As I near the end of my college career, I am faced with the reality that I may be spending less and less time at my home or with my family who made it what it is. Even during the time that I do spend at home, it is spent living out of tote bags and living through a lens that is much different than the way it used to feel.
This semester, I was faced with the challenge of creating 10 paintings. Although it was not required, I wanted to create a series of paintings that all related to each other. I decided to make a series of paintings documenting the spaces that I take for granted but are pretty remarkable if you take a step back and look at the work of art my mom has created that is our home. I ended up only completing 7 paintings, but I think each of them represent a different truth. Many of the paintings are from my perspective, from my chair in a room to just my vantage point at 5'4". Others document the items that I often go months without noticing but that the space would feel empty without.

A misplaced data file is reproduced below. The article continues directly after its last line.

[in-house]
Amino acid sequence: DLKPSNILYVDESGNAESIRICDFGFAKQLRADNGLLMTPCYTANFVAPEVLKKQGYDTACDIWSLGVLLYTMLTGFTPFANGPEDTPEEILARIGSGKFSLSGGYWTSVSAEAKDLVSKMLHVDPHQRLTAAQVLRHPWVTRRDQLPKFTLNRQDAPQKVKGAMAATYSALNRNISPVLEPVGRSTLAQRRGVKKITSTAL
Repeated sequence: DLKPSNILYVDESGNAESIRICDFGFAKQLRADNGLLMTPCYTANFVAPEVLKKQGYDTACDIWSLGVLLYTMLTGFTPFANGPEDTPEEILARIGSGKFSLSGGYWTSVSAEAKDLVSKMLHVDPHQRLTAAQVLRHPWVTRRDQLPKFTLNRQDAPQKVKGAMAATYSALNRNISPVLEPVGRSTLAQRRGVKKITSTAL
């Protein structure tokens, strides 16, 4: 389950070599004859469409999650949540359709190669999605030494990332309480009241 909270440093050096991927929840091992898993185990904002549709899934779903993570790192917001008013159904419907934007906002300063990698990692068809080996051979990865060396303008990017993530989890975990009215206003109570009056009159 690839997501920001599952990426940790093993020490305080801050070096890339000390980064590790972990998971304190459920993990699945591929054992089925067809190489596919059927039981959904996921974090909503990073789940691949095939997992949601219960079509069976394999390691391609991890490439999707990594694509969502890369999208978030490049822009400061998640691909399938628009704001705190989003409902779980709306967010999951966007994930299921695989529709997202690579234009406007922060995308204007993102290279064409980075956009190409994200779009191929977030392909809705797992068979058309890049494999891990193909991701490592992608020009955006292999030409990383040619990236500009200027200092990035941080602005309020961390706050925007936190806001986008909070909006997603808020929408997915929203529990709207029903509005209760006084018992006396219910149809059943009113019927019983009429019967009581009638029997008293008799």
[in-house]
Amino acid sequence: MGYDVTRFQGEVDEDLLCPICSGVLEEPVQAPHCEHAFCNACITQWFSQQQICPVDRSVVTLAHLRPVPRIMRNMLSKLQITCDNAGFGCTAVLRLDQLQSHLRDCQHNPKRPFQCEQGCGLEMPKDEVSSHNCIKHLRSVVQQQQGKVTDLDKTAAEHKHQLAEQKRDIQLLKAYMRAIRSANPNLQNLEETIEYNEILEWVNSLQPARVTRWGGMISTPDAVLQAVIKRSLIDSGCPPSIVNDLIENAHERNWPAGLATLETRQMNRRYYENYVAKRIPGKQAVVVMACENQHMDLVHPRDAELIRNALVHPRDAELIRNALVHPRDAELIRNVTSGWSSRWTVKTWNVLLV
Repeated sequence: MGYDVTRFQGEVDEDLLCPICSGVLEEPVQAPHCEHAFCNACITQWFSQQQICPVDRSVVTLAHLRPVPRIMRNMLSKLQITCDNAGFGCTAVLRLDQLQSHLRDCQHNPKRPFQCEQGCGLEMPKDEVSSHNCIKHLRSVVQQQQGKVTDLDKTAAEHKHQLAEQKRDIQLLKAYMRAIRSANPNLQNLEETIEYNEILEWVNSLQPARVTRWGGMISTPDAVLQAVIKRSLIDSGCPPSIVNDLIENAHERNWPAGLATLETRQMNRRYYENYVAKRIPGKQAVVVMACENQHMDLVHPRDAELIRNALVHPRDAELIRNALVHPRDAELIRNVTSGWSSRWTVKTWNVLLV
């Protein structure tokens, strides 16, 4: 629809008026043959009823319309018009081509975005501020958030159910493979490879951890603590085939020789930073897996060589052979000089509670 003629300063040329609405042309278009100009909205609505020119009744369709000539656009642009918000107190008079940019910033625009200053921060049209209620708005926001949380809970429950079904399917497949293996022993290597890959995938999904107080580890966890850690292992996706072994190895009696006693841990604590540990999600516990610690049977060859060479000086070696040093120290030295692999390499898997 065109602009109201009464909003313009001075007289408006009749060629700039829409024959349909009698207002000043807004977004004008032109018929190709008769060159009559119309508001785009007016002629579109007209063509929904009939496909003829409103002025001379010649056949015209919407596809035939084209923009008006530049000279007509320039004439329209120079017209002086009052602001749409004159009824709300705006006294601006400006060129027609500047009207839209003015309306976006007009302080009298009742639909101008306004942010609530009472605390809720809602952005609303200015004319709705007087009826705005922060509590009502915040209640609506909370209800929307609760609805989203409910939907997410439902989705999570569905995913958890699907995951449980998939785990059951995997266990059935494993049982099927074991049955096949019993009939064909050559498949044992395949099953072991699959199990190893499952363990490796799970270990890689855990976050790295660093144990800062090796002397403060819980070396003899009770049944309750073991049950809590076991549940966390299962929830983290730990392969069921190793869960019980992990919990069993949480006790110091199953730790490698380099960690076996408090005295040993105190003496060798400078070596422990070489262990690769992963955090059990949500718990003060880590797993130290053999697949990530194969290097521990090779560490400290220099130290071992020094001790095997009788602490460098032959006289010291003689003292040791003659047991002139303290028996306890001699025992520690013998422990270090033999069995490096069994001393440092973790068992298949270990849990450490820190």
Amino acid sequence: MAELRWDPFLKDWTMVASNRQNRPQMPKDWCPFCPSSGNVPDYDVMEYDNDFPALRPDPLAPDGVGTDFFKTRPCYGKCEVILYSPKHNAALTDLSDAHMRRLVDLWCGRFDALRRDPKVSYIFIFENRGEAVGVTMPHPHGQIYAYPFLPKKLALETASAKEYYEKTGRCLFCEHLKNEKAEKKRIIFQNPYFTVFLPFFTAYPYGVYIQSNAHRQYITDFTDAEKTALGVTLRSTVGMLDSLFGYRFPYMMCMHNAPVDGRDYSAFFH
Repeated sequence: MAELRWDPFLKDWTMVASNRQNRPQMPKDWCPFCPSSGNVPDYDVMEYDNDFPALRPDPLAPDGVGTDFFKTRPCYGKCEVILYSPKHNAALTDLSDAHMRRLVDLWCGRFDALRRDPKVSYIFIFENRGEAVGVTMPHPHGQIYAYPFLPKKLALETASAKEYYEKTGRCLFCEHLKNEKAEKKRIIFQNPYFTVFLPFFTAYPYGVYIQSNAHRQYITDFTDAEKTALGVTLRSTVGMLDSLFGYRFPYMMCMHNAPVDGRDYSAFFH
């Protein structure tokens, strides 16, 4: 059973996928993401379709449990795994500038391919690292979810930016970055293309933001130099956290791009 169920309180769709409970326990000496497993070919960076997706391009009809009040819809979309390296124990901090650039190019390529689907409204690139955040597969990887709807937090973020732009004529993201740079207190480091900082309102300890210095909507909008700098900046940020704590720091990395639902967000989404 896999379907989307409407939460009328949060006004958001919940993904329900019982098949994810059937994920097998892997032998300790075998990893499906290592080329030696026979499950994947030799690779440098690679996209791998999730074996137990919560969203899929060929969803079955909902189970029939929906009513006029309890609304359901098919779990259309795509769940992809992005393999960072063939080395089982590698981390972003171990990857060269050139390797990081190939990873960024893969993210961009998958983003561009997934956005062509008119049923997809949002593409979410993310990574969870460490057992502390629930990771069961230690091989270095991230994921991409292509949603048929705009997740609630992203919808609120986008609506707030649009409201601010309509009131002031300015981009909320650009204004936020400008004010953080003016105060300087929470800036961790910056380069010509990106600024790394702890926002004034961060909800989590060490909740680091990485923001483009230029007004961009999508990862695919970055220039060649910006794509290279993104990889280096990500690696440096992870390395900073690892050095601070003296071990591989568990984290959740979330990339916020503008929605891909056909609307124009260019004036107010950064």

When my family moved out of our last house, my mom took a series of photos documenting each room before we started packing up. I grew up flipping through these photos in photo albums and was always struck by the fact that the images didn't feel like the spaces. The photos were taken hastily and they didn't seem to capture the feeling of what it was like to live in them. The hallmarks of my mom's style are bright colors, pattern, crowded furniture, and painterly accents. The spaces are defined by the abundance of natural light, fresh flowers, candles burning, and reflective color. These were the elements and feelings I sought to capture.
This project allowed me to exercise my technical skills as a painter, while also using my design skills in creating composition. The most rewarding parts of the process was when I could utilize my interest in pattern design, repetition, complementary colors, and form.